BMI a causal factor for osteoarthritis at weight-bearing joints
High body mass index (BMI) is causally associated with the risk of osteoarthritis (OA) at the knee and hip but not at the hand, a study has found.
Researchers used data from the UK Biobank study involving 384,838 unrelated participants. They performed Mendelian randomization (MR) analyses to test for causality for BMI, bone mineral density (BMD), serum high-density lipoprotein cholesterol, low-density lipoprotein cholesterol, and triglyceride levels, type 2 diabetes, systolic blood pressure (SBP), and C-reactive protein (CRP) levels.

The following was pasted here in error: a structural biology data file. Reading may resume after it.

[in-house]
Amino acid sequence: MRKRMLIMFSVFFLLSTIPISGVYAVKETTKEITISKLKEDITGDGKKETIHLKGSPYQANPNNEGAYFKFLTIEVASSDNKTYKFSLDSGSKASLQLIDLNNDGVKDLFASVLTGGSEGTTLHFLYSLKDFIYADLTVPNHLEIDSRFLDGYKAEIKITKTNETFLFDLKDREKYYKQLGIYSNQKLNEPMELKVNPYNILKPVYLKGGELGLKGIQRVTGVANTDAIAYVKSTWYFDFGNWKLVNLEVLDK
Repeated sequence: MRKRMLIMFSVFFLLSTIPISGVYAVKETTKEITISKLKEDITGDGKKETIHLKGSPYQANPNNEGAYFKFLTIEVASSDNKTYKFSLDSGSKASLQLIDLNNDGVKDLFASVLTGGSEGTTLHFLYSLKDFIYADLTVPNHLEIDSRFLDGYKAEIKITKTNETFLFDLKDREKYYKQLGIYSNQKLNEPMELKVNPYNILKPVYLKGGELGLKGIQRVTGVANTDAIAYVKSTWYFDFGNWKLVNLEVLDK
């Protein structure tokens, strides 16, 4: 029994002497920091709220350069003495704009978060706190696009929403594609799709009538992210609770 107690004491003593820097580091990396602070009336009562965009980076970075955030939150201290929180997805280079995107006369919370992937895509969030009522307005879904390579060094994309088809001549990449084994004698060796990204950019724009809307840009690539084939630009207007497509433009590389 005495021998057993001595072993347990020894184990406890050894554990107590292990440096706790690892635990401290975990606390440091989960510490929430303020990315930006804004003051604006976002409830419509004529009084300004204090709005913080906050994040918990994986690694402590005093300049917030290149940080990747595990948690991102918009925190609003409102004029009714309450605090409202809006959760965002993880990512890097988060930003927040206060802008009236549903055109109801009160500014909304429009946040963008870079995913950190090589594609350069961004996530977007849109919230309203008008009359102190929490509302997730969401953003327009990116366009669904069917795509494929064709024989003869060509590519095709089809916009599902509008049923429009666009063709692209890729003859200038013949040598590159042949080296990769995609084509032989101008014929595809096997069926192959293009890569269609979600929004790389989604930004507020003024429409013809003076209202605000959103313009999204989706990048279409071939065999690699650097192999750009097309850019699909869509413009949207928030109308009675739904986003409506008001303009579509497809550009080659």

A total of 48,431 participants had all-site OA, whereas 19,727 had knee OA, 11,875 had hip OA and 2,330 had hand OA. On MR analyses, genetically determined BMI had a strong causal association with all-site (odds ratio [OR] per standard deviation [SD] increase, 1.57, 95 percent CI, 1.44–1.71), knee (OR, 1.76, 1.56–1.99) and hip OA (OR, 1.52, 1.31–1.78) but not hand OA.
A similar pattern of association was observed between genetically determined femoral neck BMD and all-site (OR, 1.14, 1.06–1.22), knee (OR, 1.18, 1.05–1.32) and hip OA (OR, 1.22, 1.09–1.35) but not hand OA.
Low SBP was also causally associated with all-site (OR, 0.64, 0.54–0.77), knee (OR, 0.66, 0.57–0.77) and hip OA (OR, 0.63, 0.48–0.82). There was no evidence of causality for the other tested metabolic factors or CRP level.
The present data may be used for future investigations in OA, including the prevention or therapeutic strategies for the different OA locations, the researchers said.